Submitted to: American Society for Microbiology
Publication Type: Abstract Only
Publication Acceptance Date: 5/23/2010
Publication Date: 5/23/2010
Citation: Turpin, J.B., Cray, P.J., Frye, J.G. 2010. Genetic Variability in Multi-Drug Resistant Salmonella Newport Associated with Dairy Cattle and S. Kentucky Associated with Poultry. American Society for Microbiology. May 23-27, 2010. San Diego, CA. CD ROM. Z-973.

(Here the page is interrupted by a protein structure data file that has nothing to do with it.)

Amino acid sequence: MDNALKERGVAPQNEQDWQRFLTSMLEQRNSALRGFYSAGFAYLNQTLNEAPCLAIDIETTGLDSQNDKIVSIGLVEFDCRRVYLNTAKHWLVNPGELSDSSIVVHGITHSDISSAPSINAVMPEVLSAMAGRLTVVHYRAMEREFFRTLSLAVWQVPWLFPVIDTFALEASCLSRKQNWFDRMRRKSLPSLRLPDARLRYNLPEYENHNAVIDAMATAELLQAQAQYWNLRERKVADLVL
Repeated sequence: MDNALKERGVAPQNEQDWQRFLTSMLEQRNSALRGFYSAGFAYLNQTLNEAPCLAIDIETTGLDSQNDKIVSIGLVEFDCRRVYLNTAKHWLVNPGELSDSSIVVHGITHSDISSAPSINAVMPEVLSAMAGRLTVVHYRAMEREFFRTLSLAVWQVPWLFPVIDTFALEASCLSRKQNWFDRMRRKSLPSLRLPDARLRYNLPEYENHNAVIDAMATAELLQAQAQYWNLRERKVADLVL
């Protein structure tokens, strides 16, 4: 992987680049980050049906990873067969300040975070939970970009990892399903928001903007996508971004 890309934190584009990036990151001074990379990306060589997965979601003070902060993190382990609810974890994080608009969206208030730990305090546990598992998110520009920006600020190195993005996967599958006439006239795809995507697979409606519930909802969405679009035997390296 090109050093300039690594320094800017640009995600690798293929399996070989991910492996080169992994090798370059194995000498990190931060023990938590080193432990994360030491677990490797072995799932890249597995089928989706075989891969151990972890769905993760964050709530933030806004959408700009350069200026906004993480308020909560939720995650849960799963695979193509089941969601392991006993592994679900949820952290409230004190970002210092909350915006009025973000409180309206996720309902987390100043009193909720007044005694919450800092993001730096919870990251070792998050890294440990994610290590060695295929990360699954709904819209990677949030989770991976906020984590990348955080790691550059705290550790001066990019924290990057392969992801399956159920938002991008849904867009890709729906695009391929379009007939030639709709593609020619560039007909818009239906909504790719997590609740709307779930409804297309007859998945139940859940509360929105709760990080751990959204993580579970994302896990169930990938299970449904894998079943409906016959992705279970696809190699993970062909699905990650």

Technical Abstract: Background: Differences in pathogenesis and ecological niches make Salmonella Newport and S. Kentucky candidates for the study of genetic variability. S. Kentucky is the top serotype isolated from broilers; however it is infrequently associated with human illness. In contrast, S. Newport is both a top serotype isolated from cattle and also causes human illness. Materials and Methods: Salmonella Newport (n=25) and S. Kentucky isolates (n=10) were selected from the National Antimicrobial Resistance Monitoring System to represent the highest genetic diversity possible as determined by PFGE analysis. DNA was extracted and subjected to comparative genomic hybridizations (CGH) using standard methods to a non-redundant Salmonella whole genome array representing six sequenced Salmonella isolates (Typhimurium LT2, Typhimurium SL1344, Typhi strain CT18, Typhi Ty2, Paratyphi A SARB42 and S. Enteritidis PT4). Hybridization results of the 5,660 genes on the array were analyzed by Bionumerics (V 6.0, Applied Maths Austin, TX, USA). Data from CGH experiments and the published genomes of S. Newport and Kentucky (NCBI database) were compared using MAUVE (The University of Wisconsin-Madison, Madison, WI, USA). Results: CGH of S. Newport revealed high genomic similarity within MDR strains consistent with previous findings. Analysis of sequences in the NCBI database also identified genes unique to S. Newport (n=100) and Kentucky (n=177). Genetic comparisons identified differences between Kentucky and Newport including genes involved in metabolic function (n=32), cell motility (n=11), cell wall biosynthesis (n=15), cellular metal ion homeostasis (n=20), DNA replication, recombination, and repair (n=31), phage (n=39), and hypothetical proteins (n=195). Conclusion: Genes unique to S. Newport and Kentucky were identified as well as differences in gene content between them. Unique genes identified in these serotypes may contribute to the different niches S. Newport and S. Kentucky reside in, including S. Newport’s ability to colonize humans and S. Kentucky’s ability to persist in the poultry environment.